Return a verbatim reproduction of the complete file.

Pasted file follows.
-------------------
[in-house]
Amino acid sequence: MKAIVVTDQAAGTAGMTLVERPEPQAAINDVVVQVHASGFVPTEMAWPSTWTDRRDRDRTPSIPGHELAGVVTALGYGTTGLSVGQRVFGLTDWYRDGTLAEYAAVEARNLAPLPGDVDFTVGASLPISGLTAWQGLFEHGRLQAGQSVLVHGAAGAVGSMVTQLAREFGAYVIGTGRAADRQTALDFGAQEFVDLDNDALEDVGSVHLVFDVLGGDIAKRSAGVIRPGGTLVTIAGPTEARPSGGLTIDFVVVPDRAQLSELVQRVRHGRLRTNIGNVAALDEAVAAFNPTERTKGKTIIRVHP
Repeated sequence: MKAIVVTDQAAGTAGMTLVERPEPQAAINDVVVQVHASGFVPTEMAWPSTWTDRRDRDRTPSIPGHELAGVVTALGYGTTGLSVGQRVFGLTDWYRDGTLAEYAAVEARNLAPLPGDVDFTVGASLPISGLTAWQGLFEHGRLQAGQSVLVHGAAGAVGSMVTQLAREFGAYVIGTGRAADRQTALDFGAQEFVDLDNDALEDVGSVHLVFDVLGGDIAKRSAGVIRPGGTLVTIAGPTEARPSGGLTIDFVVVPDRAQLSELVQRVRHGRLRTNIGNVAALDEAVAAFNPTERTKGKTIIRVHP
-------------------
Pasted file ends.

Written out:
[in-house]
Amino acid sequence: MKAIVVTDQAAGTAGMTLVERPEPQAAINDVVVQVHASGFVPTEMAWPSTWTDRRDRDRTPSIPGHELAGVVTALGYGTTGLSVGQRVFGLTDWYRDGTLAEYAAVEARNLAPLPGDVDFTVGASLPISGLTAWQGLFEHGRLQAGQSVLVHGAAGAVGSMVTQLAREFGAYVIGTGRAADRQTALDFGAQEFVDLDNDALEDVGSVHLVFDVLGGDIAKRSAGVIRPGGTLVTIAGPTEARPSGGLTIDFVVVPDRAQLSELVQRVRHGRLRTNIGNVAALDEAVAAFNPTERTKGKTIIRVHP
Repeated sequence: MKAIVVTDQAAGTAGMTLVERPEPQAAINDVVVQVHASGFVPTEMAWPSTWTDRRDRDRTPSIPGHELAGVVTALGYGTTGLSVGQRVFGLTDWYRDGTLAEYAAVEARNLAPLPGDVDFTVGASLPISGLTAWQGLFEHGRLQAGQSVLVHGAAGAVGSMVTQLAREFGAYVIGTGRAADRQTALDFGAQEFVDLDNDALEDVGSVHLVFDVLGGDIAKRSAGVIRPGGTLVTIAGPTEARPSGGLTIDFVVVPDRAQLSELVQRVRHGRLRTNIGNVAALDEAVAAFNPTERTKGKTIIRVHP